Type: AWS::SSM::MaintenanceWindow
      AllowUnassociatedTargets: true
      Cutoff: 1
      Description: Run Echo documents - our sample automation
      Duration: 4
      Name: PatchWindow
      Schedule: cron(*/5 * * * ? *) # Every 5 mintues for this test. Probably not what you would really want!

Then, I create a grouping to execute the script on target instances. Here, it is based on tags specifically created for this task. We don't have to use tags, but I find it a simple way to group servers into sets based on automation documents targeting their risk level, OS, or something else.

    Type: AWS::SSM::MaintenanceWindowTarget
      Description: Add our server into the maintenance window
      Name: EchoTargets
      ResourceType: INSTANCE
      - Key: tag:ShouldEcho
        - True
      WindowId: !Ref EchoWindow

Finally, we will tie this all together with a task. The task will link the targets to a window, and execute the document within the window schedule.

  Type: AWS::SSM::MaintenanceWindowTask
    Description: Echo data on the machine
    MaxConcurrency: 3
    MaxErrors: 1
    Name: EchoTask
    Priority: 5
    - Key: WindowTargetIds
      - !Ref EchoTargets
    TaskArn: !Ref EchoDocument
    TaskType: RUN_COMMAND
            - "Hello World from the maintenance window!"
    WindowId: !Ref EchoWindow

We're done with the SSM setup and automation creation now! Any servers tagged with with ShouldEcho == True will now have our Echo script run on them every 5 minutes. But we haven't actually created that server yet, so let's do that next.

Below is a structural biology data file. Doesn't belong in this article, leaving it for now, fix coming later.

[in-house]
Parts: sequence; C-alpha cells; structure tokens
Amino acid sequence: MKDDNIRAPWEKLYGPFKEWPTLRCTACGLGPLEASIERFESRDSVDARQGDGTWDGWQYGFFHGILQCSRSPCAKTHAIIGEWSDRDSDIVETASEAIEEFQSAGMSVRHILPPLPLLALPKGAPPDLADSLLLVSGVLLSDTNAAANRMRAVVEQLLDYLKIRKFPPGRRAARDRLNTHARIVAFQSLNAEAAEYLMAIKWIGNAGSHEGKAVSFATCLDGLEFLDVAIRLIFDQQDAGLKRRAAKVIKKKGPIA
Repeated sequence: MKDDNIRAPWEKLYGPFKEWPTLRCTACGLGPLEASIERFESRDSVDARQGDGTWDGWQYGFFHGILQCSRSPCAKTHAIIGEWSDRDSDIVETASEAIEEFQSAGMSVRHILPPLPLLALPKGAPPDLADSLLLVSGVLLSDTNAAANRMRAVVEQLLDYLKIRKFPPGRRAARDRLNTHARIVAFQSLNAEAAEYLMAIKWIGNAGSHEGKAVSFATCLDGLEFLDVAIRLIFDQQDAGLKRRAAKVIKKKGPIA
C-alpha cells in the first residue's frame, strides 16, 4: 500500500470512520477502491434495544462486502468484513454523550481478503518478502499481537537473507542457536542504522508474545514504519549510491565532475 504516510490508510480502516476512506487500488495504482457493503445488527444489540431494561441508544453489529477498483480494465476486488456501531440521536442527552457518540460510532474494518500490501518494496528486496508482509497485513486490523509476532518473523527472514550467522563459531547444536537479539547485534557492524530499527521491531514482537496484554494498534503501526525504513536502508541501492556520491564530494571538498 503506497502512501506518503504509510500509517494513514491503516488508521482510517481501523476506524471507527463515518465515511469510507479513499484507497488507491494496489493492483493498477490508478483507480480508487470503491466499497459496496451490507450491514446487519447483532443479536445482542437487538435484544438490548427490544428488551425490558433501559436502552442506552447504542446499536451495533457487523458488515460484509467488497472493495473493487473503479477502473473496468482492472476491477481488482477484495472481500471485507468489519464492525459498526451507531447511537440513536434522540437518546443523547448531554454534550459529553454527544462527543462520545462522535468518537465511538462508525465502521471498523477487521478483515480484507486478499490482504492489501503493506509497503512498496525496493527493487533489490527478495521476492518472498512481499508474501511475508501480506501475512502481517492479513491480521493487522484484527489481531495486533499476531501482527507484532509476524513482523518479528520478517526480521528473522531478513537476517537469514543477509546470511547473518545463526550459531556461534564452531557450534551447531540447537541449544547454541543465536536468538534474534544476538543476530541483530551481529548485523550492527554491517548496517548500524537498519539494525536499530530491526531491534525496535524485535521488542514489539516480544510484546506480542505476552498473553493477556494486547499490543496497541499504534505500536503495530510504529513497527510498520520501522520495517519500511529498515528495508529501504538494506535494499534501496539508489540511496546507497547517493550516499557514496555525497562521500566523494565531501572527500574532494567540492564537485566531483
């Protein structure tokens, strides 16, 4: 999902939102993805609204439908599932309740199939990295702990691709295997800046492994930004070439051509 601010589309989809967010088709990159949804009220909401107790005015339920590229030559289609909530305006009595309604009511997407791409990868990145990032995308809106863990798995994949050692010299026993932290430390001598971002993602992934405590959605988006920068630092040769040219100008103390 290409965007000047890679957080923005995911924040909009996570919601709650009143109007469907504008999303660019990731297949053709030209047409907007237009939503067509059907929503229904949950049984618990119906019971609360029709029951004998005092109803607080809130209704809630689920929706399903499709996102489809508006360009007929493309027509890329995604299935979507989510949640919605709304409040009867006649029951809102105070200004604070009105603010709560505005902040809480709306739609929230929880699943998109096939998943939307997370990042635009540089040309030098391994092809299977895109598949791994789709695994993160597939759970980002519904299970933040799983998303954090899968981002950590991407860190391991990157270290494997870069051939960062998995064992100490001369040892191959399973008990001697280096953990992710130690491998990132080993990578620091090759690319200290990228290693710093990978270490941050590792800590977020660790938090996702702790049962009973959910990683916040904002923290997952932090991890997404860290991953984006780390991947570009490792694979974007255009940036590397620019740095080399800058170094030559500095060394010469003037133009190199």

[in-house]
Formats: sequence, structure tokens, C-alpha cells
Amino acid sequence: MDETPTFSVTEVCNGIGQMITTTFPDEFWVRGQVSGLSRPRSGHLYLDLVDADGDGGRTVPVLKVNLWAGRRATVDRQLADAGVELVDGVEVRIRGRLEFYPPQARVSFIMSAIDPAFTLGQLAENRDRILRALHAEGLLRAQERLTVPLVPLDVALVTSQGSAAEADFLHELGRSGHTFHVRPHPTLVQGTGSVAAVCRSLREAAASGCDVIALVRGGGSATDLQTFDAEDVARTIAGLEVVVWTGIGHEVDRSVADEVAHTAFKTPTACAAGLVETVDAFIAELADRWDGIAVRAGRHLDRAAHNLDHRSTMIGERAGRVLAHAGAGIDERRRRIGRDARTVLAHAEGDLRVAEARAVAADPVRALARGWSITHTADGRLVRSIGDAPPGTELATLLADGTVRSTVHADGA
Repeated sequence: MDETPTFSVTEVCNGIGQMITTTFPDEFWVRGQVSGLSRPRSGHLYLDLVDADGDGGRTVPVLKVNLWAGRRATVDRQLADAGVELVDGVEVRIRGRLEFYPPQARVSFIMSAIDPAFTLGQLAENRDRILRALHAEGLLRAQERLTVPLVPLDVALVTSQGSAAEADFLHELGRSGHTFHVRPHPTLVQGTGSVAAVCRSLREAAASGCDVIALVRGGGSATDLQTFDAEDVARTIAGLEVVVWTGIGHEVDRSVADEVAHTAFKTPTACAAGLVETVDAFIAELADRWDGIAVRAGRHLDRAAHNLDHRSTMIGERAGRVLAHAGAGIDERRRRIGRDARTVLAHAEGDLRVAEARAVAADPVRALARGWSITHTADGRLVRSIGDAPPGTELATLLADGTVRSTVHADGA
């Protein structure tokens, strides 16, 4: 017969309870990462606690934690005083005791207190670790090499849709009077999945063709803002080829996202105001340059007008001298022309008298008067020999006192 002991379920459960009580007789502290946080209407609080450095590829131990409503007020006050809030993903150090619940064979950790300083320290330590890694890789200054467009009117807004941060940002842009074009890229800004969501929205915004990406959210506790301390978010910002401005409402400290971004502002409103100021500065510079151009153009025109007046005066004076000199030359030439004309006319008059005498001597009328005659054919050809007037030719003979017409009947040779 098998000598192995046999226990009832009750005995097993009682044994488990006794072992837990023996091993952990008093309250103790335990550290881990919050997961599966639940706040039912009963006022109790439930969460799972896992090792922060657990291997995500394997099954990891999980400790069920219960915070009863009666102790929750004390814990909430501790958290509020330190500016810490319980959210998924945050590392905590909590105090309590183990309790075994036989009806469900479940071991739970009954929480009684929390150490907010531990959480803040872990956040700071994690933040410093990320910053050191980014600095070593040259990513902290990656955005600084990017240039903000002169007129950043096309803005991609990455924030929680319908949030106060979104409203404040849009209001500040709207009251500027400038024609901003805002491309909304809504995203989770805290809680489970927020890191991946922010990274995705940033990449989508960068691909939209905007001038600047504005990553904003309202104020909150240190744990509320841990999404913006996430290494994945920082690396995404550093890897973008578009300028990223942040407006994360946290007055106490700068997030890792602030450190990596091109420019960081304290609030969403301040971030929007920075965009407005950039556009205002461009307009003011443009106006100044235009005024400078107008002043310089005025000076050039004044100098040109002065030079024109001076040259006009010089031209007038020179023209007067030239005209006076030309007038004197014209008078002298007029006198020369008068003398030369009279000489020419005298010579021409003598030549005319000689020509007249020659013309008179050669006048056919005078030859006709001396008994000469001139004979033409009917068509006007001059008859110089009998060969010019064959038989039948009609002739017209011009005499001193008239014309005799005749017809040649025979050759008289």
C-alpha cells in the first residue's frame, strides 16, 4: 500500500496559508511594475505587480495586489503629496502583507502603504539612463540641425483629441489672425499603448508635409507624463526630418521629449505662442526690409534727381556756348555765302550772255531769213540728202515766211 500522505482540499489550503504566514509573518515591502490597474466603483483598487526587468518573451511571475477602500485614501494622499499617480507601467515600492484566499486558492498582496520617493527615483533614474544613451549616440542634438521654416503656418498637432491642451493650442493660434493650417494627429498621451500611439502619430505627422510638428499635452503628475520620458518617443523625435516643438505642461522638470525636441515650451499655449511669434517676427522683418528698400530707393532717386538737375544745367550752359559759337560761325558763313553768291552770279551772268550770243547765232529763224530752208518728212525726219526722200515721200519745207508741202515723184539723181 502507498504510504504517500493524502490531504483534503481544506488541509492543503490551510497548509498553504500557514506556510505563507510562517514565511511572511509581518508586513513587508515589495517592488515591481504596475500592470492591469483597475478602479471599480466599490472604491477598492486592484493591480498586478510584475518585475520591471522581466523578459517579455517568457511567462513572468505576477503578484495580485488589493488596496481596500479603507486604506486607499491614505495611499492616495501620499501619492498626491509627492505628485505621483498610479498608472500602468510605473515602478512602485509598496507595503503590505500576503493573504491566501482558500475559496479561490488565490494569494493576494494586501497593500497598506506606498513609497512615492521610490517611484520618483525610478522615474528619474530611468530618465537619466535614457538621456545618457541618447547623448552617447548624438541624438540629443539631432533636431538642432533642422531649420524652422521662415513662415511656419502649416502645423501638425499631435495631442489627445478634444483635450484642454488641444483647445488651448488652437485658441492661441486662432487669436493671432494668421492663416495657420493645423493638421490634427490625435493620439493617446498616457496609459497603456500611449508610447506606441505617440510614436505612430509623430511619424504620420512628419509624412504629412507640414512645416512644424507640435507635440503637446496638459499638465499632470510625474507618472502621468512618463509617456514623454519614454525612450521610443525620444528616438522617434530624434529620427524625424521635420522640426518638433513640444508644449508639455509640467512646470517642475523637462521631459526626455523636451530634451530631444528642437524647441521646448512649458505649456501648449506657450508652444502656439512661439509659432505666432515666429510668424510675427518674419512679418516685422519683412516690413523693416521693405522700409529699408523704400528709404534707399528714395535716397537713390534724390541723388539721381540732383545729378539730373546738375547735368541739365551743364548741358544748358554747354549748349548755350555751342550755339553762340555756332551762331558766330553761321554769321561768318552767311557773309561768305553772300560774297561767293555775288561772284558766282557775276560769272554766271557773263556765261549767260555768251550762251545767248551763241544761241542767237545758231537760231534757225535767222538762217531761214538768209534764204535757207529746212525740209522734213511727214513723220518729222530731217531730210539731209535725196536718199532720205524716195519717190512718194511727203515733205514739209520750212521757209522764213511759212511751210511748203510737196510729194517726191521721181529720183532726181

Create an EC2 Server With SSM

Let's build that EC2 instance and leverage SSM on it. You should also build a tightly scoped IAM role for this instance. In an enterprise environment, you may have broader groups and scopes that dictate access, so be cautious: It is somewhat easy to over-provision access with this method.

If you grant a role ssm:StartSession or ssm:ResumeSession on resource:*, then that role will be able to login as root to all SSM enabled servers! (This is a good time to note that when I am peer reviewing IAM templates, any usage of resource:* gets flagged for close scrutiny: it is rarely what you really want when paired with Allow directives).

Instead, grant a role with a tightly scoped resource. I tend to use name-spacing, where assets are prefixed with an application ID and environment (Dev/Prod/etc), and then scope with resource:<arn-prefix>-<application-ID>-<environment>-*. However in this example I don't create any such role and am using an admin user for simplicity.

In the examples, I am using Amazon Linux 2, which comes with an SSM agent installed by default. If you are using an AMI which is does not include the agent, you will need to add a provisioning step to install the agent. More can be found in the AWS documentation on SSM agents.

I also include a security group that does not open port 22 for SSH access. Instead, the server only allows traffic in on port 443, for encrypted HTTP, and all outbound traffic.

    Type: AWS::EC2::Instance
    DependsOn: SSMProfile
      InstanceType: t3.micro
      - Ref: WebSecurityGroup
      IamInstanceProfile: !Ref SSMProfile
      ImageId: !Ref AMIID
        - Key: ShouldEcho
          Value: True
        - AssociationParameters: 
            - Key: valueToEcho
                - "Hello World from CloudFormation initialization!"
          DocumentName: !Ref EchoDocument

    Type: AWS::EC2::SecurityGroup
      GroupDescription: Enable encrypted HTTP traffic only (in/out)
      VpcId: !Ref VpcId
      - IpProtocol: tcp
        FromPort: '443'
        ToPort: '443'

Putting It All Together

Our template is now complete. Not shown here, but present in github, is an RDS instance as well. Run it in an AWS environment using the AWS CLI.

aws cloudformation create-stack --stack-name ssm --template-body file://ssm.yaml --capabilities CAPABILITY_NAMED_IAM

You can now use the console to get a few more pieces of information about what was provisioned:

  • The instance name, AZ, and other details from the EC2 panel
  • The DB master password from the Secret Manager panel
  • The RDS postgres instance URL from the RDS panel.
  • The Session Manager to view automation documents and start an SSH session from your browser.